Courtesy of the artist
Courtesy of the artist
About 15 years ago, Lightning Bolt's members set up on the floor in the living-room area of a fourth-floor residential loft in Brooklyn. Sweating in full-body knitwear and ski masks, they rolled out stacks of amplifiers and a massive drum kit, then proceeded to blast the 50- or 60-person audience through the sheet rock. Even at that early date, they'd fully harnessed their sound, with a harmonic buzzing noise so loud it'd obliterate most rational thought, and a rhythmic assault engineered to make you move in time to every jump and skip. Here was a confrontation of maximalist proportions that pulled off the trick of threading itself back around, linking everyone in proximity with the band itself.
The physicality of their music extended beyond the performance; since they wouldn't play on a stage, you could feel the air being displaced by Brian Gibson's bass cabinet. You'd blink from each strike of Brian Chippendale's snare drum, tuned high to sound like a dodgeball hitting a brick wall. If you were up front with them, it was as if you were magnetically linked to Lightning Bolt, and to the people around you. This wasn't a mosh pit. This was a commune built around sheer force; a way to bring people together that the standoffishness of punk and the posturing of indie rock couldn't accommodate.
Not long afterward, Lightning Bolt was getting booked at clandestine venues and in basements across the country, and with much greater frequency. Being up front suddenly felt like a rugby scrum, and a look down at the floor revealed Birkenstocks, Steve Maddens, loafers and even chunky lace-up boots among the sneakers. The sound had reached out and pulled in people from different walks of life; it opened up from chaos and brought in melodic frequencies and folk-inspired compositions, electrified through the rig and made to jitter with the drums. Lightning Bolt's visual style grew, as well, and the talents of its Rhode Island brethren came through in their own work, which grew to include side projects (Megasus, Mindflayer, Black Pus, Wizardzz) and opened doors for Chippendale to record with Bjork and the Boredoms. Through it all, Lightning Bolt became an event band operating on its own terms: It made records when it wanted to, all on the same small label, and refused to perform on any stage or platform, no matter the risks.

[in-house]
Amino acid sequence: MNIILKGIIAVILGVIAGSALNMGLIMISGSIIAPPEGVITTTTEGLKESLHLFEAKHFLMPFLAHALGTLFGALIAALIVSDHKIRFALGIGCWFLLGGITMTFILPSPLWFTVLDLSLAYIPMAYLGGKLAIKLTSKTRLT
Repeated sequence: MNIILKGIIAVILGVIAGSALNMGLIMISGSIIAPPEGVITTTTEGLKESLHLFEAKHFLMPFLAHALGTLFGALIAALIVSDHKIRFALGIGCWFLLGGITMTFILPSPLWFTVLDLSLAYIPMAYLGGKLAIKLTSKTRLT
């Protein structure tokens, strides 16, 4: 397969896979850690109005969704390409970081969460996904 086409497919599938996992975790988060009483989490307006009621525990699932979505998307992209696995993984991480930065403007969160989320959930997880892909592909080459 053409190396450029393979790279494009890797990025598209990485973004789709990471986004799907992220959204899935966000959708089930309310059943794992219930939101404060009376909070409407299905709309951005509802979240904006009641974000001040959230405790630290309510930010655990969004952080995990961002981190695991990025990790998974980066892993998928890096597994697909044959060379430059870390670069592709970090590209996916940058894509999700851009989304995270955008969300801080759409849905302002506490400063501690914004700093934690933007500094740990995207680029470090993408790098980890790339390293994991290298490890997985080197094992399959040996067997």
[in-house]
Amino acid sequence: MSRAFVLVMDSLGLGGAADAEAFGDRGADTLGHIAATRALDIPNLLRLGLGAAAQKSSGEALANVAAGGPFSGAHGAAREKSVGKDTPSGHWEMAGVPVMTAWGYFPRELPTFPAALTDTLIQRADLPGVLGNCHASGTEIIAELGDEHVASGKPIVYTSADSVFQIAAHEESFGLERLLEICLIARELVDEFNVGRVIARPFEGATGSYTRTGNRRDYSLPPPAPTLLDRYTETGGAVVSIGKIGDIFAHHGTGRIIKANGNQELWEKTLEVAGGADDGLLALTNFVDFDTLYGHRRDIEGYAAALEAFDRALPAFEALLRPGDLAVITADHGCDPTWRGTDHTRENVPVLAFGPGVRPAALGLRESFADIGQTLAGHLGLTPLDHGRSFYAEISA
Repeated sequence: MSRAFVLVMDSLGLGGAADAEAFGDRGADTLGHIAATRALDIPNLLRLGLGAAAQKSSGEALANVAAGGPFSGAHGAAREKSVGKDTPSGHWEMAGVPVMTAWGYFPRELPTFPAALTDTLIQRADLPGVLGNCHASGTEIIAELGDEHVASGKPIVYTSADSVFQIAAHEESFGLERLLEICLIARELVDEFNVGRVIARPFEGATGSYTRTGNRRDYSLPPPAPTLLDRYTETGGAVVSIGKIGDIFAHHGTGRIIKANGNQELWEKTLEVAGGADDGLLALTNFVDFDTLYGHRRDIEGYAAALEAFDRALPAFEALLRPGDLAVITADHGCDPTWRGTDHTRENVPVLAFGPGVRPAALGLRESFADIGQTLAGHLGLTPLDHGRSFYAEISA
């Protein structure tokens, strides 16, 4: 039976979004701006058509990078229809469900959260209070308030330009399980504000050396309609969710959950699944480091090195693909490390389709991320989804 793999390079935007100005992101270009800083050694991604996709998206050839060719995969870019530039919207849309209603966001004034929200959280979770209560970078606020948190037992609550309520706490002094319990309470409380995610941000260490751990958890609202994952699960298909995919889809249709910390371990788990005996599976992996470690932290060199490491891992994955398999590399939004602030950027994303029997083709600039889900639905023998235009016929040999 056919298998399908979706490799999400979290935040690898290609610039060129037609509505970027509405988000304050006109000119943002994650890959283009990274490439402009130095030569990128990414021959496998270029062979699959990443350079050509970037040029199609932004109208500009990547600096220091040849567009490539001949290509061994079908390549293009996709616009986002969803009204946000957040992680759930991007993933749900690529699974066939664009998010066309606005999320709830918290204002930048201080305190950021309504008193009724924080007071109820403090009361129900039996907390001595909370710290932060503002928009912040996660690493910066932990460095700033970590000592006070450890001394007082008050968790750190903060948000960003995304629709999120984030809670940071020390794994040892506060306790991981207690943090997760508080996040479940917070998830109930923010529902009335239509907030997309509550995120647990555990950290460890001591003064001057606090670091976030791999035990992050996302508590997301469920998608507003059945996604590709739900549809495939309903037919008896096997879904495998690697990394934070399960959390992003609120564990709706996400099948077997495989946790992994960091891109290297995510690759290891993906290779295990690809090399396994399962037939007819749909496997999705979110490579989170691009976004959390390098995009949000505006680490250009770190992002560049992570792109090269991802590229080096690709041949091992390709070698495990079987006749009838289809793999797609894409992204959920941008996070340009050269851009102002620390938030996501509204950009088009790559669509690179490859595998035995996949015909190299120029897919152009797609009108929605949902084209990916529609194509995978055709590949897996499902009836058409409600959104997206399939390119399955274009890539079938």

Lightning Bolt takes a few steps toward modernity on Fantasy Empire, which finds the duo moving away from congested, low-fidelity sounds in the pursuit of studio clarity. Listening is akin to the scene in The Wizard Of Oz where a sepia tone gives way to Technicolor; it opens up new vistas to the sound, while giving the band an opportunity to exhibit more involved musicianship. It's less a blur and more a detailed map of planned aggression.
"Horsepower," "The Metal East," "Runaway Train" and "Mythmaster" signal Lightning Bolt's most committed stance toward heavy metal since its inception, as each song displays an innate knack for laying down a stern, masterful riff and lighting the fuse behind it. Elsewhere, the band continues to bleed rainbows. The ecstatic blast of guitar and keyboards that reverberates through "King Of My World," the stutter step of prog-rock in "Over The River And Through The Woods," and the brief tape composition of "Leave The Lantern Lit" show that the lessons of Lightning Bolt's past are still being practiced. When its different approaches come together in the 11-minute "Snow White (& The 7 Dwarves Fans)," the effect is akin to having the rug pulled out from under you and watching someone else use it as a flying carpet.